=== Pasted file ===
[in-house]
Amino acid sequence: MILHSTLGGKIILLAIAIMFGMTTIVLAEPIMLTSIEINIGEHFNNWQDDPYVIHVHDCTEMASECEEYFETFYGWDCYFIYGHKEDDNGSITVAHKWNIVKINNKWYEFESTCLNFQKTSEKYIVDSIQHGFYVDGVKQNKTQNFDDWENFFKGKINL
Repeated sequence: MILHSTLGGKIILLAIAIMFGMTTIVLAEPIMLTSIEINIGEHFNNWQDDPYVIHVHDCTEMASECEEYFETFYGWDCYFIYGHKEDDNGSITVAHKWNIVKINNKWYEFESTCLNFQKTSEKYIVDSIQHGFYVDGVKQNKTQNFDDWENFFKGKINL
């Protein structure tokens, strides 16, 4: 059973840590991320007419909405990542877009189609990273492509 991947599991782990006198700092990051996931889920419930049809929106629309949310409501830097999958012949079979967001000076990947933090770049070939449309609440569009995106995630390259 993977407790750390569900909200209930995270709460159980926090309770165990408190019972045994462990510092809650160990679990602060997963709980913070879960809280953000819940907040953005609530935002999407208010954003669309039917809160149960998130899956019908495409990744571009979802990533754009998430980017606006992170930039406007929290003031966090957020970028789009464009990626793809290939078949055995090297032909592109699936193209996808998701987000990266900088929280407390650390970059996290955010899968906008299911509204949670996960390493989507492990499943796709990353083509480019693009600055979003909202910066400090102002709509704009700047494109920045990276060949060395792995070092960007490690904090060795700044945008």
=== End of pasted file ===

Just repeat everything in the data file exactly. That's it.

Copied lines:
[in-house]
Amino acid sequence: MILHSTLGGKIILLAIAIMFGMTTIVLAEPIMLTSIEINIGEHFNNWQDDPYVIHVHDCTEMASECEEYFETFYGWDCYFIYGHKEDDNGSITVAHKWNIVKINNKWYEFESTCLNFQKTSEKYIVDSIQHGFYVDGVKQNKTQNFDDWENFFKGKINL
Repeated sequence: MILHSTLGGKIILLAIAIMFGMTTIVLAEPIMLTSIEINIGEHFNNWQDDPYVIHVHDCTEMASECEEYFETFYGWDCYFIYGHKEDDNGSITVAHKWNIVKINNKWYEFESTCLNFQKTSEKYIVDSIQHGFYVDGVKQNKTQNFDDWENFFKGKINL
């Protein structure tokens, strides 16, 4: 059973840590991320007419909405990542877009189609990273492509 991947599991782990006198700092990051996931889920419930049809929106629309949310409501830097999958012949079979967001000076990947933090770049070939449309609440569009995106995630390259 993977407790750390569900909200209930995270709460159980926090309770165990408190019972045994462990510092809650160990679990602060997963709980913070879960809280953000819940907040953005609530935002999407208010954003669309039917809160149960998130899956019908495409990744571009979802990533754009998430980017606006992170930039406007929290003031966090957020970028789009464009990626793809290939078949055995090297032909592109699936193209996808998701987000990266900088929280407390650390970059996290955010899968906008299911509204949670996960390493989507492990499943796709990353083509480019693009600055979003909202910066400090102002709509704009700047494109920045990276060949060395792995070092960007490690904090060795700044945008």